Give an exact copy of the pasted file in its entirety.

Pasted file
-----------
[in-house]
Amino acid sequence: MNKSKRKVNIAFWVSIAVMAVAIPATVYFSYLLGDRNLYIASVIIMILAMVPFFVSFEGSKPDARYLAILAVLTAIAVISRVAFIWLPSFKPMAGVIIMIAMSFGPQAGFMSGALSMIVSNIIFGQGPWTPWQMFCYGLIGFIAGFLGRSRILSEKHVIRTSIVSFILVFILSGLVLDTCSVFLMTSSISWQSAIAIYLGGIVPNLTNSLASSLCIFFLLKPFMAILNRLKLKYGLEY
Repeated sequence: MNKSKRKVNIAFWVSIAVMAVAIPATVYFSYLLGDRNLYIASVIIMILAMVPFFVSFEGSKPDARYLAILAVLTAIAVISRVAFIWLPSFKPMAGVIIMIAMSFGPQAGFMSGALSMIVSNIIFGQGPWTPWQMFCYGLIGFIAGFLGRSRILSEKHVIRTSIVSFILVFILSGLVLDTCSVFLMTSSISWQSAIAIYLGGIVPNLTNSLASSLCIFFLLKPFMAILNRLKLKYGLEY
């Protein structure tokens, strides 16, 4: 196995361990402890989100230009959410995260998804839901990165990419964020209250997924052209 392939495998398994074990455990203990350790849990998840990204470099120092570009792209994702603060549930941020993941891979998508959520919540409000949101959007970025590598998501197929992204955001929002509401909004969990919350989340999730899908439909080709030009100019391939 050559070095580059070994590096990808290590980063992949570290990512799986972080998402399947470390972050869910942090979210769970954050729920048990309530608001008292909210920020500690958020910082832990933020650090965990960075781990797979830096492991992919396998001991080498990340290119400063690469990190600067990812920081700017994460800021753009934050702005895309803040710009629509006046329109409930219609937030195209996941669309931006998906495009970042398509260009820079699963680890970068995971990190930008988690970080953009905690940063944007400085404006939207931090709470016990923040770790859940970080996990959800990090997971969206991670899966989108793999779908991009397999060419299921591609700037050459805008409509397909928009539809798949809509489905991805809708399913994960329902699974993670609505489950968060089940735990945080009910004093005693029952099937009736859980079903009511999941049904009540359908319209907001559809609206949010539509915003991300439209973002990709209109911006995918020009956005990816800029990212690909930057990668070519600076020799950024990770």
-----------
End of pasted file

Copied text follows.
[in-house]
Amino acid sequence: MNKSKRKVNIAFWVSIAVMAVAIPATVYFSYLLGDRNLYIASVIIMILAMVPFFVSFEGSKPDARYLAILAVLTAIAVISRVAFIWLPSFKPMAGVIIMIAMSFGPQAGFMSGALSMIVSNIIFGQGPWTPWQMFCYGLIGFIAGFLGRSRILSEKHVIRTSIVSFILVFILSGLVLDTCSVFLMTSSISWQSAIAIYLGGIVPNLTNSLASSLCIFFLLKPFMAILNRLKLKYGLEY
Repeated sequence: MNKSKRKVNIAFWVSIAVMAVAIPATVYFSYLLGDRNLYIASVIIMILAMVPFFVSFEGSKPDARYLAILAVLTAIAVISRVAFIWLPSFKPMAGVIIMIAMSFGPQAGFMSGALSMIVSNIIFGQGPWTPWQMFCYGLIGFIAGFLGRSRILSEKHVIRTSIVSFILVFILSGLVLDTCSVFLMTSSISWQSAIAIYLGGIVPNLTNSLASSLCIFFLLKPFMAILNRLKLKYGLEY
């Protein structure tokens, strides 16, 4: 196995361990402890989100230009959410995260998804839901990165990419964020209250997924052209 392939495998398994074990455990203990350790849990998840990204470099120092570009792209994702603060549930941020993941891979998508959520919540409000949101959007970025590598998501197929992204955001929002509401909004969990919350989340999730899908439909080709030009100019391939 050559070095580059070994590096990808290590980063992949570290990512799986972080998402399947470390972050869910942090979210769970954050729920048990309530608001008292909210920020500690958020910082832990933020650090965990960075781990797979830096492991992919396998001991080498990340290119400063690469990190600067990812920081700017994460800021753009934050702005895309803040710009629509006046329109409930219609937030195209996941669309931006998906495009970042398509260009820079699963680890970068995971990190930008988690970080953009905690940063944007400085404006939207931090709470016990923040770790859940970080996990959800990090997971969206991670899966989108793999779908991009397999060419299921591609700037050459805008409509397909928009539809798949809509489905991805809708399913994960329902699974993670609505489950968060089940735990945080009910004093005693029952099937009736859980079903009511999941049904009540359908319209907001559809609206949010539509915003991300439209973002990709209109911006995918020009956005990816800029990212690909930057990668070519600076020799950024990770």